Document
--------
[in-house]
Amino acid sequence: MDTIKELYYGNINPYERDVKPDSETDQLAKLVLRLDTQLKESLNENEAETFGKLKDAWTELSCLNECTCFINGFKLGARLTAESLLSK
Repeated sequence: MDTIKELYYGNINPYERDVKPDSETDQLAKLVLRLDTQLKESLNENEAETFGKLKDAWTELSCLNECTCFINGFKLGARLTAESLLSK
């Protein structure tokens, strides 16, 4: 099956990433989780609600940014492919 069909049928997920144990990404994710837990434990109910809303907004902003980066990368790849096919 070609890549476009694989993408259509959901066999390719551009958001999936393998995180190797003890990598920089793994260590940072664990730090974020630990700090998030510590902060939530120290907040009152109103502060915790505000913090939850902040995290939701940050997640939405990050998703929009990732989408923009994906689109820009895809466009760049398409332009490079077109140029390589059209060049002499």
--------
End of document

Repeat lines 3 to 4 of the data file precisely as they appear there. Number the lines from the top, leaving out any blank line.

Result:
Repeated sequence: MDTIKELYYGNINPYERDVKPDSETDQLAKLVLRLDTQLKESLNENEAETFGKLKDAWTELSCLNECTCFINGFKLGARLTAESLLSK
């Protein structure tokens, strides 16, 4: 099956990433989780609600940014492919 069909049928997920144990990404994710837990434990109910809303907004902003980066990368790849096919 070609890549476009694989993408259509959901066999390719551009958001999936393998995180190797003890990598920089793994260590940072664990730090974020630990700090998030510590902060939530120290907040009152109103502060915790505000913090939850902040995290939701940050997640939405990050998703929009990732989408923009994906689109820009895809466009760049398409332009490079077109140029390589059209060049002499």